*Capital letters in parentheses indicate the levels of consensus for individual statements, defined as follows: Grade (67%-77% agreement), Grade (78%-89% agreement), and Grade (90%-100% agreement).

Recommendation for Children

Long-term whole-of-family lifestyle change, with high-quality medical management, is the mainstay of paediatric obesity treatment. However, the growing prevalence of severe obesity in children and adolescents demonstrates a need for additional therapy.

Bariatric surgery is only considered suitable for adolescents of developmental and physical maturity.

Australian and New Zealand Colleges for paediatric physicians and surgeons and the Obesity Surgery Society of Australia and New Zealand has recommended that surgery be considered

  1. If adolescents had BMI > 40 kg,m2
  2. > 35 kg,m2with severe co-morbidities (including Type 2 diabetes)
  3. Aged 15 years or more
  4. Tanner pubertal stage 4 or 5 and skeletal maturity
  5. Can give informed consent
  6. Potential candidates should have failed a multidisciplinary programme of lifestyle & pharmacotherapy for 6 months
  7. Patient & his family must be motivated and understand the need to participate in post-surgical therapy and follow-up
Basic of Diabetes Surgery

Gastro-intestinal surgery is known to be the most effective and long lasting treatment for morbid obesity and many related conditions, but now mounting evidence suggests it may be among the most effective treatments for metabolic syndrome and conditions including type 2 diabetes, hypertension, high cholesterol, non-alcoholic fatty liver disease and obstructive sleep apnea.

New research indicates that Gastro-Intestinal surgery may improve insulin resistance and secretion by mechanisms independent of weight loss €“ most likely involving changes in gastrointestinal hormones. Many patients with type 2 diabetes experience complete remission within days of surgery, long before significant weight comes off. This has led to new thinking that Gastro-intestinal metabolic surgery may also be appropriate for diabetic individuals who are of normal weight or only slightly overweight.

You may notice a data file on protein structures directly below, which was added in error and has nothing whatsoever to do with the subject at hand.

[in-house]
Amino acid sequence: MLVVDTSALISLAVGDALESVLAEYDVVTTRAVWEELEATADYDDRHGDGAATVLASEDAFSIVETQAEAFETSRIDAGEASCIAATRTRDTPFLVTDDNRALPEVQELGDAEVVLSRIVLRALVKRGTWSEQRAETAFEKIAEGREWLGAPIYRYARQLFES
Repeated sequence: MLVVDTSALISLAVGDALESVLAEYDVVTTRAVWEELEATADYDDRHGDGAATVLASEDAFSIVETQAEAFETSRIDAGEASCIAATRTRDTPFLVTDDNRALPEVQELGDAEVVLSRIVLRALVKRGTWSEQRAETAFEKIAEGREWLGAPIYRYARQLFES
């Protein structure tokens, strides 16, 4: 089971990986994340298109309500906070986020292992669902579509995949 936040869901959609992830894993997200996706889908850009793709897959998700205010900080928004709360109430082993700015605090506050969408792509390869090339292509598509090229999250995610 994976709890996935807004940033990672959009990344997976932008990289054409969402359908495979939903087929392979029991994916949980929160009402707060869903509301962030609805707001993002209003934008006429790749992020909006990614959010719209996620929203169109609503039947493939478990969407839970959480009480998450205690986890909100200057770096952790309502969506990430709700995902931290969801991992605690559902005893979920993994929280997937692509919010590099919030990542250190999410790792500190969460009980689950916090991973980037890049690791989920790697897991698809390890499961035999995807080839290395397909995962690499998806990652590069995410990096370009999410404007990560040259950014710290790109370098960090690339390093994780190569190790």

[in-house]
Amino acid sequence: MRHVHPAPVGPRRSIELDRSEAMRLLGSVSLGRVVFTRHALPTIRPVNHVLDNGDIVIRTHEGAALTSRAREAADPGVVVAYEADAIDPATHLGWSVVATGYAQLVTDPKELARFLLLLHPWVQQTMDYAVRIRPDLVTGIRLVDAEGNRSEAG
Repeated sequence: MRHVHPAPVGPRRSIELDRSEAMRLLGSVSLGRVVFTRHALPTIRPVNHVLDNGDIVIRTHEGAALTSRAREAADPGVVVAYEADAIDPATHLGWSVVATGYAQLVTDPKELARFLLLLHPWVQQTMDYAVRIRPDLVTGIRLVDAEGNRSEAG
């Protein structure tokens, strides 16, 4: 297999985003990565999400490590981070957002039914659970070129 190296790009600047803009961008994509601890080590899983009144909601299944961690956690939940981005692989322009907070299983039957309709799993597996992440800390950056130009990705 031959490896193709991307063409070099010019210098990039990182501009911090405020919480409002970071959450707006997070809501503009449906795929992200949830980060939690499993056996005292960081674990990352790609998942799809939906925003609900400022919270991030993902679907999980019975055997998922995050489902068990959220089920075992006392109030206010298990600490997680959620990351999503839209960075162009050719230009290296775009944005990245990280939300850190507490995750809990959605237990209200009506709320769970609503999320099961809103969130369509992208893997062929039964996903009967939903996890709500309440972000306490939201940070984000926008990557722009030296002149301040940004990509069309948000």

Established Procedure (Diabetes Surgery Procedure)

Roux-en-Y Gastric Bypass


Laparoscopic Adjustable Gastric Banding


Roux-en-Y Gastric Bypass

A Surgical stapler to create a small and vertically oriented gastric pouch and its volume is usually<30 cc. The upper pouch is completely divided from the gastric remnant and is anastomosed to the jejunum (30“75 cm from the ligament of Treitz) through a narrow gastro-jejunal anastomosis. Bowel continuity is restored by an entero-entero anastomosis between the excluded bil-iopancreatic limb and the alimentary limb. This anastomosis is usually performed 75-100 cm distal to the gastro-jejunostomy. although it has also been performed at 100-250 cm in patients with BMI>50 kg/m2. As this is a restrictive as well as malabsorpative procedure, diabetes control is moderate and acepatable and easily manageable mal-absorption related deficiencies.